The field of psychology has been buzzing for a while about alternative ways to conduct evaluations that can yield more objective, less biased, and more accurate results for our clients. I wrote recently about these challenges when conducting evaluations.
Various studies have popped up attempting to determine the genetic predisposition to certain neurodivergences, particularly autism, but the community has expressed concern that these tests may be focused on eliminating neurodivergence rather than offering appropriate support. There is a word for this goal – eugenics – and I hope I do not have to explain to my readers why it is bad.
While I am not saying that every genetic study on neurodivergence has this end goal, there is always the possibility that this information could be misused.
At the same time, existing systems are biased and lead to misdiagnosis, both preventing clients from getting the support they need and causing clients to be pushed into treatments that are not right for them. Unlike infectious disease, for instance, I cannot take a swab that will definitively indicate the client’s neurotype. But maybe there is something else we can observe directly!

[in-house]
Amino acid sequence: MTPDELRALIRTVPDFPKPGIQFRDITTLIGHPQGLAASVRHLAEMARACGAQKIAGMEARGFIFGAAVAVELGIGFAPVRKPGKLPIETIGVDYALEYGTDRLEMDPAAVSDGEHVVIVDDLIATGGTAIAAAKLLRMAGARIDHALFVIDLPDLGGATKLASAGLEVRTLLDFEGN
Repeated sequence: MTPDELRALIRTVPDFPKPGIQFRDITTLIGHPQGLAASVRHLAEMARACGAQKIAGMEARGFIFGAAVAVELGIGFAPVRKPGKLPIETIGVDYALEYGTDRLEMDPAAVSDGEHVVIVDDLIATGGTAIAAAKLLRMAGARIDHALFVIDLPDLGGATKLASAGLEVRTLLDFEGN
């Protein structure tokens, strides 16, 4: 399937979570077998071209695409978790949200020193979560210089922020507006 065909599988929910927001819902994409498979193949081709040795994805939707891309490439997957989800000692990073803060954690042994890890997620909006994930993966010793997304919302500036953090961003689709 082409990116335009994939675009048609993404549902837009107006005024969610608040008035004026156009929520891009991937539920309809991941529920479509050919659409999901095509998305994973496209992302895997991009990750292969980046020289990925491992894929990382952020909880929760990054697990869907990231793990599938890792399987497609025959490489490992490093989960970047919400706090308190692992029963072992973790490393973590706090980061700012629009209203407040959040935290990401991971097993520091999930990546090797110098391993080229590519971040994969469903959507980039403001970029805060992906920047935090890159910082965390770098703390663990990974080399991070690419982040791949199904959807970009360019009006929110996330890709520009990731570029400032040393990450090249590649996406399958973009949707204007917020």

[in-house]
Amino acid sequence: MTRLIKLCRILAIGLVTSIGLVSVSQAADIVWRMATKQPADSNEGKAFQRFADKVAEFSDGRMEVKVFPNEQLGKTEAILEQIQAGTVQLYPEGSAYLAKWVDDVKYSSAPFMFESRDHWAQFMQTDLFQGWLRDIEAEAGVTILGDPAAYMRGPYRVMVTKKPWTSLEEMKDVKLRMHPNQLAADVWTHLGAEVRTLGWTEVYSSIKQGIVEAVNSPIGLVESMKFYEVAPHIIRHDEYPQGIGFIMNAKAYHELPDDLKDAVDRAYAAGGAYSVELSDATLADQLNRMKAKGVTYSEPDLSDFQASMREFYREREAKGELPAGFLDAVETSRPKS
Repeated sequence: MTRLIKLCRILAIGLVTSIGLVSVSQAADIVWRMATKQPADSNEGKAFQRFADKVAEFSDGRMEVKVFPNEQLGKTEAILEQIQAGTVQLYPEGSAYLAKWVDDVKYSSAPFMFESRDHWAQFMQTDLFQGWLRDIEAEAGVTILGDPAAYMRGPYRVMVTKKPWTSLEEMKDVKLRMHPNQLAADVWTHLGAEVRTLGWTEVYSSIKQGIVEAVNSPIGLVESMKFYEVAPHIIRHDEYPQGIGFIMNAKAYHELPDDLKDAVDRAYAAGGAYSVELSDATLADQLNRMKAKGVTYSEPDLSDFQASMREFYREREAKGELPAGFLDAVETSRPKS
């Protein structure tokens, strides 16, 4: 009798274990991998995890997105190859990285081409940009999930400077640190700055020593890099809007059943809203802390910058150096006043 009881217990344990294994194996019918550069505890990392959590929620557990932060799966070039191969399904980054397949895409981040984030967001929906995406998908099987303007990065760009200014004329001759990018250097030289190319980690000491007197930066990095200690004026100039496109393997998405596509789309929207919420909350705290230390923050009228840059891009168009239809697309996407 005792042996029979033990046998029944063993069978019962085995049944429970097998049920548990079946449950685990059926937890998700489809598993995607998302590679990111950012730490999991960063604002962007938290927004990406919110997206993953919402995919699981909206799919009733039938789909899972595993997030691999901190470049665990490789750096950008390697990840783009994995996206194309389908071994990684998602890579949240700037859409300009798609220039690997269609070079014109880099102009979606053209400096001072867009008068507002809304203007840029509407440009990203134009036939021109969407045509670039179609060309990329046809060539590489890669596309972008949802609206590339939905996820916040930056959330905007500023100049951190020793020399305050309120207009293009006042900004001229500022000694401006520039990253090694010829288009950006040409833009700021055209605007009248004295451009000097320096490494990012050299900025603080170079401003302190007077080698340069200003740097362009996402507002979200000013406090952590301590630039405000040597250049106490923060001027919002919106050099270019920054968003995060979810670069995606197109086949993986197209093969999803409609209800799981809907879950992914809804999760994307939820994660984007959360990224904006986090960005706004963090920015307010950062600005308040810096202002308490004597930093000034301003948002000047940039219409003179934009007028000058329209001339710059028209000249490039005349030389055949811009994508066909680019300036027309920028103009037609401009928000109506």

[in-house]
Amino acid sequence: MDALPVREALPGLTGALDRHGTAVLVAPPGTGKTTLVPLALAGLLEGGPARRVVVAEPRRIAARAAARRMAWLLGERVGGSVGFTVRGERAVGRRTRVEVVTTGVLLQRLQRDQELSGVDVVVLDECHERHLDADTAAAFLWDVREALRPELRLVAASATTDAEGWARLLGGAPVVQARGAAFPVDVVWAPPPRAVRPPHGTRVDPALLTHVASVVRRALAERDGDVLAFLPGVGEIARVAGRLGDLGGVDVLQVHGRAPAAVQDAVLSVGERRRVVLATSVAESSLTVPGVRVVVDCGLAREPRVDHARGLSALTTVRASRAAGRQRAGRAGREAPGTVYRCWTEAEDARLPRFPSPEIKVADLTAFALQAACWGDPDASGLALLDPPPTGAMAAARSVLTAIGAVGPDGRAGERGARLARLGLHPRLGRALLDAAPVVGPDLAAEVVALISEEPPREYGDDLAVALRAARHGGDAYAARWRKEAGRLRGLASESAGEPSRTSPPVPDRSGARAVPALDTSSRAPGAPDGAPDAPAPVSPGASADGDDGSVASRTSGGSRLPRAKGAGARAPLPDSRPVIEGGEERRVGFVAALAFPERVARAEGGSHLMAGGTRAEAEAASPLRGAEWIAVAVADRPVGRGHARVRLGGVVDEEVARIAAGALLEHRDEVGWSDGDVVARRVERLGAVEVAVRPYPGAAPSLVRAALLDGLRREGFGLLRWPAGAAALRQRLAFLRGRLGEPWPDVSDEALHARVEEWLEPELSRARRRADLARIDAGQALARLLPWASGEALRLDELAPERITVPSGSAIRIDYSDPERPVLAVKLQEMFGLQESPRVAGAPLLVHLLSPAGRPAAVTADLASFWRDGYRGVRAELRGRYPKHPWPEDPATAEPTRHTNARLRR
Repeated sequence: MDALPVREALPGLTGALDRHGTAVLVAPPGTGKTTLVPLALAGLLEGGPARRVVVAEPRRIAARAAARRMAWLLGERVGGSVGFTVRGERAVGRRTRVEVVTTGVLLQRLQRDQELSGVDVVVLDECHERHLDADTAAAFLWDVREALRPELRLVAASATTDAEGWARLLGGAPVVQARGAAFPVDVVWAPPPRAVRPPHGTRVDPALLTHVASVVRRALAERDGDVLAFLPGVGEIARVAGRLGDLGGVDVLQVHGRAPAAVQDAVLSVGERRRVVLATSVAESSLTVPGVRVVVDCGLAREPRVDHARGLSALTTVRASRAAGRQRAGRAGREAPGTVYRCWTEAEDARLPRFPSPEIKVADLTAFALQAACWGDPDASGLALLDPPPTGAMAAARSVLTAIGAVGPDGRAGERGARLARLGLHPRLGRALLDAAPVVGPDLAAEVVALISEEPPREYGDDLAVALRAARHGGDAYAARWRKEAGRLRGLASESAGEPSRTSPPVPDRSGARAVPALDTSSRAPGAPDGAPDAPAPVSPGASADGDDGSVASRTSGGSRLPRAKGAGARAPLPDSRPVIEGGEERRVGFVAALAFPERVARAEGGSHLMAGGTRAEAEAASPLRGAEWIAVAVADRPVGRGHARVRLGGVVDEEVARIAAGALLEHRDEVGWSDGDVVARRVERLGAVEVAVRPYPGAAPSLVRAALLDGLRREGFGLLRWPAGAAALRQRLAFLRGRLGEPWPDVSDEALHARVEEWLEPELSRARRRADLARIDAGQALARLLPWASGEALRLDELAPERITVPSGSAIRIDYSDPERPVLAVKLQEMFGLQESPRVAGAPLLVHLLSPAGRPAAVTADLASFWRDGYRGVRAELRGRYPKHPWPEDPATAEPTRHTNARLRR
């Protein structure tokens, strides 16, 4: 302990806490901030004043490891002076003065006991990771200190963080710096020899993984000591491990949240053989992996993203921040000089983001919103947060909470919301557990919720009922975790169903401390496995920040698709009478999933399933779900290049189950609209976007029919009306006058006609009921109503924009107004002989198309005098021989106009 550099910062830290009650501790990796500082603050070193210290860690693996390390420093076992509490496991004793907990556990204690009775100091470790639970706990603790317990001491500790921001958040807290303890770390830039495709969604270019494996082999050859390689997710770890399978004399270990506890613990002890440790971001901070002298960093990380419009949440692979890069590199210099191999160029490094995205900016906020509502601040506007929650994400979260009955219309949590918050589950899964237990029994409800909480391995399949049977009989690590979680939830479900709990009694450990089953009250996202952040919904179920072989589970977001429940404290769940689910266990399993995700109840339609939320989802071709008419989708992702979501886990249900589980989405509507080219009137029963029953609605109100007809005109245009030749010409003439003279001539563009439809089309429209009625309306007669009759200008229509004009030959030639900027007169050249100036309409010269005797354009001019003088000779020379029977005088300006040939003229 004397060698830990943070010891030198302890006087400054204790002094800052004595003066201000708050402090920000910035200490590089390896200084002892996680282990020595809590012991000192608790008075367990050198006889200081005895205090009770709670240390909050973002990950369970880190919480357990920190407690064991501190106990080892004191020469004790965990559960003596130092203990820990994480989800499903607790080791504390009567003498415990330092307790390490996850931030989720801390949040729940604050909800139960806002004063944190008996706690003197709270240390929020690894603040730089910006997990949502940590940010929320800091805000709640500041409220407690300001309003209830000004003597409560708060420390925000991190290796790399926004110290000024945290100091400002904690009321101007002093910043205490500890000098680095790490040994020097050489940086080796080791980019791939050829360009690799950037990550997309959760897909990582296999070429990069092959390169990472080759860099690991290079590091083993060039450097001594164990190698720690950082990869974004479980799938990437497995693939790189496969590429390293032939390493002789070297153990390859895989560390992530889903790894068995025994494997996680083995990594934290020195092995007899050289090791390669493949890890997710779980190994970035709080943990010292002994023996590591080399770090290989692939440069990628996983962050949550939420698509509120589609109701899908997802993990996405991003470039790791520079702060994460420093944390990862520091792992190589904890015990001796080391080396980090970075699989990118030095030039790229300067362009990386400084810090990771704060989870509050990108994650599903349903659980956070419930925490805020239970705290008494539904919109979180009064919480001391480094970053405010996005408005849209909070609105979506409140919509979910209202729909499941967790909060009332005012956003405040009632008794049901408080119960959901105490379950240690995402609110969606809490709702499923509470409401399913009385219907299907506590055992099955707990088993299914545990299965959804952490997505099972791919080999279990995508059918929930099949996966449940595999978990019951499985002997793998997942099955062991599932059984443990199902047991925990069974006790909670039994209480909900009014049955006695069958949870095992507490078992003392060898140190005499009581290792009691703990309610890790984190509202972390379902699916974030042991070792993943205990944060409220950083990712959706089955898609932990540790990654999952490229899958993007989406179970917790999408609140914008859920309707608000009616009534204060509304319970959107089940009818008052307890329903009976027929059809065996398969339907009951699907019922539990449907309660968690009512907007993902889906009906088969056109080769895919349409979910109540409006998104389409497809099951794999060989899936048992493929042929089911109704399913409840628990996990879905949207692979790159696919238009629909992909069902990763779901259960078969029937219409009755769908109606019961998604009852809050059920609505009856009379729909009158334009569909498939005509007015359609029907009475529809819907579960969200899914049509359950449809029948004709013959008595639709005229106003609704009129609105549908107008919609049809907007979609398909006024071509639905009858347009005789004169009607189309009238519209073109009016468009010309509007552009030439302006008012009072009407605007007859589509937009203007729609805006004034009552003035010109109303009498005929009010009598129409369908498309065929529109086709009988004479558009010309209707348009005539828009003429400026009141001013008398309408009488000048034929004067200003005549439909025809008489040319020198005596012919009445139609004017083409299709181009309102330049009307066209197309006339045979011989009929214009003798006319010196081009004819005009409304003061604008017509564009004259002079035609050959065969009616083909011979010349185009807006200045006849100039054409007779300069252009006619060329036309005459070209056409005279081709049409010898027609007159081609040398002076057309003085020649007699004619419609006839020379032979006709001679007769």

Recently, I saw an article with Temple Grandin, who my publisher refers to as “the most famous autistic person,” though I am not sure how we measure that. Anyway, apparently an MRI of Temple Grandin’s brain showed observable differences from the MRI of someone who is not autistic.
Sure, a sample size of one is hardly definitive. But imagine this as a starting point for the future! We could point to an image of our brain and show, “See? I knew the way I experienced the world around me was different!” regardless of whether we sat through an assessment or made eye contact.
I am excited to see where this goes in the future.